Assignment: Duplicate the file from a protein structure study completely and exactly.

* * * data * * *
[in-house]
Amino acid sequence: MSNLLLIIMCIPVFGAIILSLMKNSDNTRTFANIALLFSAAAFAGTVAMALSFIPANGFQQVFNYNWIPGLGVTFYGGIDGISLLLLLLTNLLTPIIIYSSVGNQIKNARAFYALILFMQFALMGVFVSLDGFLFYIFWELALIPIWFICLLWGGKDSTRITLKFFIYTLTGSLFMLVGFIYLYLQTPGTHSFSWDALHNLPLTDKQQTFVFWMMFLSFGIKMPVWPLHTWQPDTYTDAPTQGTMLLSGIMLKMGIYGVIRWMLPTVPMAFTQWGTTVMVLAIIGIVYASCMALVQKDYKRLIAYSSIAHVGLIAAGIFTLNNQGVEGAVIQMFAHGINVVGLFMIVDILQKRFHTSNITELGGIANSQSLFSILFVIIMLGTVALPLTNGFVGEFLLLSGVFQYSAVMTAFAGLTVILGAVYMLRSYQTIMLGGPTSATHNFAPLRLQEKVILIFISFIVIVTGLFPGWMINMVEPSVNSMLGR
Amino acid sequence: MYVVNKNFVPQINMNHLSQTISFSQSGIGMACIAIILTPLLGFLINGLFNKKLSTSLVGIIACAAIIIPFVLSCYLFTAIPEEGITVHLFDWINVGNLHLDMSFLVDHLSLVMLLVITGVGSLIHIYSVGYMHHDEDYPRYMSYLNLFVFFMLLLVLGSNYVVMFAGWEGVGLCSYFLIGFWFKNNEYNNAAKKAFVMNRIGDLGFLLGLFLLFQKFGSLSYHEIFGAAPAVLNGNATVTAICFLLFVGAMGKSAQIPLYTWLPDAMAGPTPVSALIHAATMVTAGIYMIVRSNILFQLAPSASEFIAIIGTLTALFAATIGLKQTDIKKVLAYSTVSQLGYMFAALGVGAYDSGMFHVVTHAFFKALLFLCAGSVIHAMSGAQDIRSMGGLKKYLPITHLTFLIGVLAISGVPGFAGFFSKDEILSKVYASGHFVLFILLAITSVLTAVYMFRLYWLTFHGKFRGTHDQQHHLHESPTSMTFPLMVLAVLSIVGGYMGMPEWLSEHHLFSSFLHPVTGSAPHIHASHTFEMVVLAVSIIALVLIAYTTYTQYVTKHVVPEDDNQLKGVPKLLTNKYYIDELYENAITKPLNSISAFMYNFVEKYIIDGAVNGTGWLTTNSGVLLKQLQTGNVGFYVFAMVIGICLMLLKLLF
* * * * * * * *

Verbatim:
[in-house]
Amino acid sequence: MSNLLLIIMCIPVFGAIILSLMKNSDNTRTFANIALLFSAAAFAGTVAMALSFIPANGFQQVFNYNWIPGLGVTFYGGIDGISLLLLLLTNLLTPIIIYSSVGNQIKNARAFYALILFMQFALMGVFVSLDGFLFYIFWELALIPIWFICLLWGGKDSTRITLKFFIYTLTGSLFMLVGFIYLYLQTPGTHSFSWDALHNLPLTDKQQTFVFWMMFLSFGIKMPVWPLHTWQPDTYTDAPTQGTMLLSGIMLKMGIYGVIRWMLPTVPMAFTQWGTTVMVLAIIGIVYASCMALVQKDYKRLIAYSSIAHVGLIAAGIFTLNNQGVEGAVIQMFAHGINVVGLFMIVDILQKRFHTSNITELGGIANSQSLFSILFVIIMLGTVALPLTNGFVGEFLLLSGVFQYSAVMTAFAGLTVILGAVYMLRSYQTIMLGGPTSATHNFAPLRLQEKVILIFISFIVIVTGLFPGWMINMVEPSVNSMLGR
Amino acid sequence: MYVVNKNFVPQINMNHLSQTISFSQSGIGMACIAIILTPLLGFLINGLFNKKLSTSLVGIIACAAIIIPFVLSCYLFTAIPEEGITVHLFDWINVGNLHLDMSFLVDHLSLVMLLVITGVGSLIHIYSVGYMHHDEDYPRYMSYLNLFVFFMLLLVLGSNYVVMFAGWEGVGLCSYFLIGFWFKNNEYNNAAKKAFVMNRIGDLGFLLGLFLLFQKFGSLSYHEIFGAAPAVLNGNATVTAICFLLFVGAMGKSAQIPLYTWLPDAMAGPTPVSALIHAATMVTAGIYMIVRSNILFQLAPSASEFIAIIGTLTALFAATIGLKQTDIKKVLAYSTVSQLGYMFAALGVGAYDSGMFHVVTHAFFKALLFLCAGSVIHAMSGAQDIRSMGGLKKYLPITHLTFLIGVLAISGVPGFAGFFSKDEILSKVYASGHFVLFILLAITSVLTAVYMFRLYWLTFHGKFRGTHDQQHHLHESPTSMTFPLMVLAVLSIVGGYMGMPEWLSEHHLFSSFLHPVTGSAPHIHASHTFEMVVLAVSIIALVLIAYTTYTQYVTKHVVPEDDNQLKGVPKLLTNKYYIDELYENAITKPLNSISAFMYNFVEKYIIDGAVNGTGWLTTNSGVLLKQLQTGNVGFYVFAMVIGICLMLLKLLF